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Let’s reserve judgment.

That’s not a particularly popular sentiment in this social-media age, when seemingly everyone wants to be the first to offer a snarky — or even vicious — comment about the latest controversial story.

Sports, unfortunately, is not immune from this troubling trend.

That became apparent last week when a story broke about former York Catholic football standout Jakkar Kinard being charged with robbing and assaulting an acquaintance.

The story became immediate Facebook fodder, with folks weighing in on all sides.

Most, of course, had no first-hand knowledge of what actually happened.

That didn’t stop them from voicing some very strong opinions.

Sadly, but not surprisingly, some crossed the line into racist. That occurs all too frequently when dealing with stories about young African-American men accused of crimes.

It doesn’t seem to matter that there appears to be at least some doubt about the extent of Kinard’s involvement in the alleged crime.

Kinard’s father, Marion Kinard, wrote a lengthy Facebook post defending his son, claiming Jakkar Kinard made a mistake, but did not commit a crime.

Kinard’s attorney, Farley Holt, said the incident “got blown way out of proportion."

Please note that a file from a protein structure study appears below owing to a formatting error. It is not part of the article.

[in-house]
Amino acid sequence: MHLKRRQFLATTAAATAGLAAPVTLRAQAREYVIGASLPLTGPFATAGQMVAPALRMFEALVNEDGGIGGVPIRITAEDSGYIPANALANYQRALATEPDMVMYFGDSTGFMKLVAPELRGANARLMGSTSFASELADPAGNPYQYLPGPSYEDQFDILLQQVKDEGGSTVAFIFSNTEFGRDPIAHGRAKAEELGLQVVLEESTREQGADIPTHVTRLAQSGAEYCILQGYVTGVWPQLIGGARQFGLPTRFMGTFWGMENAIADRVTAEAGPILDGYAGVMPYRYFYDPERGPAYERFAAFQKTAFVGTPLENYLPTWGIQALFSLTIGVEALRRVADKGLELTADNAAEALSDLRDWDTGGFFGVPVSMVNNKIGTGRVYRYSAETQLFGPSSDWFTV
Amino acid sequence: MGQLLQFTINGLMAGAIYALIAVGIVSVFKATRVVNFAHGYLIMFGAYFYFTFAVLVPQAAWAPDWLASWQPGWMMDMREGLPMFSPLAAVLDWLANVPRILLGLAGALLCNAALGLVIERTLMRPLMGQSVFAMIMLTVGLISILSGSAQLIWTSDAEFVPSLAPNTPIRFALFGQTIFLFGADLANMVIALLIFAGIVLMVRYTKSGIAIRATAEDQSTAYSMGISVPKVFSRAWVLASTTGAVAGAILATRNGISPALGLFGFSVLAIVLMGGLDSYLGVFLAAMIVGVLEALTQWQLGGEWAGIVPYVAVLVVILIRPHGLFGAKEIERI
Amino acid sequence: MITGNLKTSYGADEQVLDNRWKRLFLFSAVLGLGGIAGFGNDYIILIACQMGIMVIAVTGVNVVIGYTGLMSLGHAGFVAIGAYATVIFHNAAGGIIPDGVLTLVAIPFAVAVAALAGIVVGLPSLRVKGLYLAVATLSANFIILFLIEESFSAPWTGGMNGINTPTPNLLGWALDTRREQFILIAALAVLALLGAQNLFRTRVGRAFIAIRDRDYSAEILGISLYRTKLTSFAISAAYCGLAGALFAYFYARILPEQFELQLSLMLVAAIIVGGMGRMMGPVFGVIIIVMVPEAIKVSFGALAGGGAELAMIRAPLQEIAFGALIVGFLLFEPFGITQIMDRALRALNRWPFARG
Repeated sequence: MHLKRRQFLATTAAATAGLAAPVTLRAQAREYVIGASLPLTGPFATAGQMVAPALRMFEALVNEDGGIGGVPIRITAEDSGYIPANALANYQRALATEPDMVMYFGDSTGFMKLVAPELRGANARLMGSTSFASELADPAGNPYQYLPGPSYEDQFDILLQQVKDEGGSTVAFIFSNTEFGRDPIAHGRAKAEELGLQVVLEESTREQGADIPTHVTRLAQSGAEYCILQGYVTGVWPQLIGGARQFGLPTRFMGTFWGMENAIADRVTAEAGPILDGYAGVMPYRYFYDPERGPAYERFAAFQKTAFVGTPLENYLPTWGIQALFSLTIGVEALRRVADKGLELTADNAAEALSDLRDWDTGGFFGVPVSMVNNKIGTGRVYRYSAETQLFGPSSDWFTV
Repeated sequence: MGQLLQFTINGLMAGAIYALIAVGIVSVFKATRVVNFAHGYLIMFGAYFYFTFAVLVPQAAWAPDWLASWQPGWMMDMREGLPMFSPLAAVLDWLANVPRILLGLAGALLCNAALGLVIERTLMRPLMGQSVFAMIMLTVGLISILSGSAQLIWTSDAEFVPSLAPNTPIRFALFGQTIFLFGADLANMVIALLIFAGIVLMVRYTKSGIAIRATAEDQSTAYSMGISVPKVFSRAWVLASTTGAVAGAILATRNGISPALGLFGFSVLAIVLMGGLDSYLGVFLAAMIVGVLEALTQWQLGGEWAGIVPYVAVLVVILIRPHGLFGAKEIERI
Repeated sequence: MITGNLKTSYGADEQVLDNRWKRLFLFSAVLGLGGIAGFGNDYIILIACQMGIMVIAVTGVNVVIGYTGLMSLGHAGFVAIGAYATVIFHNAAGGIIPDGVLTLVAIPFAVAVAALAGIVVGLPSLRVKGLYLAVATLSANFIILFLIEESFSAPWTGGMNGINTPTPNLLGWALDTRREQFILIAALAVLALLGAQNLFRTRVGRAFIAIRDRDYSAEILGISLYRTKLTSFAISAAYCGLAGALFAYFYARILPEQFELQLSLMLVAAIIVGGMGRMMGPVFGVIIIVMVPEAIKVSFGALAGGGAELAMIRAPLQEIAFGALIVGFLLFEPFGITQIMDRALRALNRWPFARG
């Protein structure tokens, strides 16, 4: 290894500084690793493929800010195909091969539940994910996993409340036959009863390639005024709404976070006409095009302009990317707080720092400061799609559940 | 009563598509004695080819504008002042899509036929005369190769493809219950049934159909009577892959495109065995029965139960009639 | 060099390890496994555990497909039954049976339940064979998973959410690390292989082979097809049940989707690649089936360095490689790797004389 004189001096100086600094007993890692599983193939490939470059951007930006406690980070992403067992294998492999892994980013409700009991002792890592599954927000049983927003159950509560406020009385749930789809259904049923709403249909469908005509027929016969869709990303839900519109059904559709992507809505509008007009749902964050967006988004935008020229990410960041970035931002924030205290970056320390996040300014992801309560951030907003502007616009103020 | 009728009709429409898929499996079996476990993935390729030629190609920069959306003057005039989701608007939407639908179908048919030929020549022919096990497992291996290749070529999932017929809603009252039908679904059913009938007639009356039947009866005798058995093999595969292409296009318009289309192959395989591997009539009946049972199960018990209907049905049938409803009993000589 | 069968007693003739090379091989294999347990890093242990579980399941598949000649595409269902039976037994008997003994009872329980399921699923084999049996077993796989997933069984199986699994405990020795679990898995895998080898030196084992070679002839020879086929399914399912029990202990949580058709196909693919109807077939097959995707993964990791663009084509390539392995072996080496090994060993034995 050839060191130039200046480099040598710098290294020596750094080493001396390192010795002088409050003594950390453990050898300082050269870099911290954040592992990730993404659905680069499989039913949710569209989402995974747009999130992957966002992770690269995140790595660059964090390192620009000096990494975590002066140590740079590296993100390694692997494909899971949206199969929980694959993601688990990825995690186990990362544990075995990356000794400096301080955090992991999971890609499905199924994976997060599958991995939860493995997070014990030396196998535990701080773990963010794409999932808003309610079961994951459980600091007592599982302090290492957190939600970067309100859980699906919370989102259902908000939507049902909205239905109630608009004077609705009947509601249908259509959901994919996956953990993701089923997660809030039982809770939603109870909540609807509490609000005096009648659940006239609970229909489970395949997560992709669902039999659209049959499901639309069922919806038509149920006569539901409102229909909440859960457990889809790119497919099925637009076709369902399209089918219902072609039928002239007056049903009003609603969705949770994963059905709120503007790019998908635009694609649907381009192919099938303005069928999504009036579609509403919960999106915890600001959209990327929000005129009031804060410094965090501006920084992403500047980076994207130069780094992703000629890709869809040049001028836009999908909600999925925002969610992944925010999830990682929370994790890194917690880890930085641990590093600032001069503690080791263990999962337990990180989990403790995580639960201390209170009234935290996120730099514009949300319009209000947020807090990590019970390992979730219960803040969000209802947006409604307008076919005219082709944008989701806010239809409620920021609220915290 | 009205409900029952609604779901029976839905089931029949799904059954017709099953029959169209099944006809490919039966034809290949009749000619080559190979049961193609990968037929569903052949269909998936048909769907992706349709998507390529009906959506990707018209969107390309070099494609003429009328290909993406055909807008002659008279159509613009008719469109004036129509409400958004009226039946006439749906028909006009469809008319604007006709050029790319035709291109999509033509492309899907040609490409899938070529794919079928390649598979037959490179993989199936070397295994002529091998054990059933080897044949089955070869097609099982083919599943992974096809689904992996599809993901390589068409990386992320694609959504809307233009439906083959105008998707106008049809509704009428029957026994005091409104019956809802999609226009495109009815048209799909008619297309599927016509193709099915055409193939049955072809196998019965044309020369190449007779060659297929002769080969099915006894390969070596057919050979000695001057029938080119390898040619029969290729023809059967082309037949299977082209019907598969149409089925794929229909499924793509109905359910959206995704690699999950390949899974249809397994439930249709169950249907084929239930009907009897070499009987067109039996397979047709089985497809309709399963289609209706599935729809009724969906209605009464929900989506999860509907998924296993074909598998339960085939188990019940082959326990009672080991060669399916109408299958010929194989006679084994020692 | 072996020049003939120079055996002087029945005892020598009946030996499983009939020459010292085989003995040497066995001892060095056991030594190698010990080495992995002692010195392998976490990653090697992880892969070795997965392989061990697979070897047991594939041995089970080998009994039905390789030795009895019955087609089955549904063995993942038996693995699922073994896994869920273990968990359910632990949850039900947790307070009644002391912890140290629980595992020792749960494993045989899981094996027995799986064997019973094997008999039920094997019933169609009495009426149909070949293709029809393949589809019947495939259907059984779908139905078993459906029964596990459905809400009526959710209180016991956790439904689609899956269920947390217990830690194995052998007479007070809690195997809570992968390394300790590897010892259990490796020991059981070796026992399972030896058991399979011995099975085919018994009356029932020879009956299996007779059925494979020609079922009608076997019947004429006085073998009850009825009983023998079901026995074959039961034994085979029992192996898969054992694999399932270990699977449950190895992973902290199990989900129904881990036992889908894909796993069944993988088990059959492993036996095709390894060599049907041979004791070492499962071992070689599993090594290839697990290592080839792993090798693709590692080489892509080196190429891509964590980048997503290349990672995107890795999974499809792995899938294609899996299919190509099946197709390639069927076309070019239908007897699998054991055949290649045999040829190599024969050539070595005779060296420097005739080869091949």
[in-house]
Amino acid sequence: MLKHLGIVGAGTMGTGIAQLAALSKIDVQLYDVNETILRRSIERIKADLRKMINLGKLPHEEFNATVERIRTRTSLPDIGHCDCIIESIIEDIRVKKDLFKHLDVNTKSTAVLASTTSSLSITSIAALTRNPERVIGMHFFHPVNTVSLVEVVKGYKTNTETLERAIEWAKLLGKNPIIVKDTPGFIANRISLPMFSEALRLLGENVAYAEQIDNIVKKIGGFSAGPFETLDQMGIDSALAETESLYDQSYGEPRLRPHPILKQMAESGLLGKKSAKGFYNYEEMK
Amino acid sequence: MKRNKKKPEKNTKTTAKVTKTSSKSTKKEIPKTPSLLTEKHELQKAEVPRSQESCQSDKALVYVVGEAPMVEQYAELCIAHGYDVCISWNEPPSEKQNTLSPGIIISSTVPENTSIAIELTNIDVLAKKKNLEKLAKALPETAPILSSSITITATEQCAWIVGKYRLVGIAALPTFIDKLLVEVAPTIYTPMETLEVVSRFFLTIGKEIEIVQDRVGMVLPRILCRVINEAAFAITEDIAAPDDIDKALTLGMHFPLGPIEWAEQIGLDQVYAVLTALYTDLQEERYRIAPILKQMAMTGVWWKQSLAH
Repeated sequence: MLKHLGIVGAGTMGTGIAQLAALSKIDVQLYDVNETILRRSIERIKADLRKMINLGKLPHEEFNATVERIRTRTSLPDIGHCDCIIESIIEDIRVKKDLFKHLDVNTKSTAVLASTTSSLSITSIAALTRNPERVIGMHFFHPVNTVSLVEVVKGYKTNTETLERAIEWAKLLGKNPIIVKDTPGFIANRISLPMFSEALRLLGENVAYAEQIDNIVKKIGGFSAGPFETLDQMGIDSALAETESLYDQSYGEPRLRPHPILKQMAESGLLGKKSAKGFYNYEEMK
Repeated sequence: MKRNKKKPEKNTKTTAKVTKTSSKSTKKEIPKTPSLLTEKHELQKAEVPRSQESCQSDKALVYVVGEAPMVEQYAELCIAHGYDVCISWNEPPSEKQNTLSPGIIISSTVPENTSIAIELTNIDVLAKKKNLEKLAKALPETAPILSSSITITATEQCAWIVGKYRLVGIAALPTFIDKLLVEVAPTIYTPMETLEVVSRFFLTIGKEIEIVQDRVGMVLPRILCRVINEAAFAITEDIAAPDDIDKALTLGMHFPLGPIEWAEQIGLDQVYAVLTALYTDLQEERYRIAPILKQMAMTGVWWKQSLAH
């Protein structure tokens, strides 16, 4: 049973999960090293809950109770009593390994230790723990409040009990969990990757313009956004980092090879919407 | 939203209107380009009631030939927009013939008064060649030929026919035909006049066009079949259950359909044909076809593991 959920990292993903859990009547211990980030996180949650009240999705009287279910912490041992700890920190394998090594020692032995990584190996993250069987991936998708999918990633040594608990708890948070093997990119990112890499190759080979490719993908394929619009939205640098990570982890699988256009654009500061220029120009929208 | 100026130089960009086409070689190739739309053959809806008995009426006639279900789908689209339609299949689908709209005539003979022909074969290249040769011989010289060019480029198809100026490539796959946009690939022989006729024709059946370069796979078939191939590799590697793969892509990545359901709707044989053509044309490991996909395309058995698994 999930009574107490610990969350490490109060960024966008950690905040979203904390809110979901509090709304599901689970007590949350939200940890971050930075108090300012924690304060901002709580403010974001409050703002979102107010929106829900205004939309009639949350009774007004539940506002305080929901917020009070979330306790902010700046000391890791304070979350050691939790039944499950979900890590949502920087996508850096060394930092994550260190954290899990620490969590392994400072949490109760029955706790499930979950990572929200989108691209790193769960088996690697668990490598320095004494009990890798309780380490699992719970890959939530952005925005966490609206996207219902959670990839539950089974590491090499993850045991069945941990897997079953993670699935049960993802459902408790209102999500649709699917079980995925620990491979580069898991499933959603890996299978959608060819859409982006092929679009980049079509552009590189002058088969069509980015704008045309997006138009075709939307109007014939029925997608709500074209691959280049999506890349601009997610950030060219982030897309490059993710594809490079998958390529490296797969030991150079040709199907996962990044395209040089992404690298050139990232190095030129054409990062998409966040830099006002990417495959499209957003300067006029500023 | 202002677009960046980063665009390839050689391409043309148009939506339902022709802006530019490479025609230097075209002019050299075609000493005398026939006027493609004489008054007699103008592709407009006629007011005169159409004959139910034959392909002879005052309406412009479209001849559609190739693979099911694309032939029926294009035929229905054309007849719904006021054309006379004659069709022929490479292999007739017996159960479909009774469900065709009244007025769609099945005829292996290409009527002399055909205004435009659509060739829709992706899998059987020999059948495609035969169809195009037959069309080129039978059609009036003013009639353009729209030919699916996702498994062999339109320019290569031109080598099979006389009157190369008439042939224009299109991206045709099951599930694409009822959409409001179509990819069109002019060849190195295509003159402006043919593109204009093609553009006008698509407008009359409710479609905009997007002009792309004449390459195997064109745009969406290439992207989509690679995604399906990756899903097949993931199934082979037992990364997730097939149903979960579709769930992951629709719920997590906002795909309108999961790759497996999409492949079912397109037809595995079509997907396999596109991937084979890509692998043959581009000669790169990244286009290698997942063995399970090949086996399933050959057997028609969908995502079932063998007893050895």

Of course, fathers will nearly always defend sons, and lawyers will always defend clients.

That’s to be expected. The police version of the events, however, appears decidedly different.

That does not mean, however, that we should simply ignore the statements of the father or the lawyer.

After all, everyone accused of a crime is supposed to be considered innocent until proven guilty. That is everyone’s legal right.

In the eyes of Facebook commentators, however, legal rights are often ignored, and the accused are often considered guilty until proven innocent, especially if the skin of the accused person is dark.

Before the incident, Jakkar Kinard appeared to have a very bright future.

After leading the York-Adams League in rushing, powering the Fighting Irish to a District 3 championship and earning Class 2-A all-state honors, he had signed on to play NCAA Division II college football at Mercyhurst University in Erie.

His football talent is undeniable.

The status of his football future, however, is now in doubt.

It may very well hinge on the final outcome of his criminal case.

Until his legal case is ultimately resolved, however, here’s a simple idea.

Let’s reserve judgment and allow the legal proceedings to play out.

We all deserve nothing less.

Steve Heiser is sports editor of The York Dispatch. He can be reached at sheiser@yorkdispatch.com.

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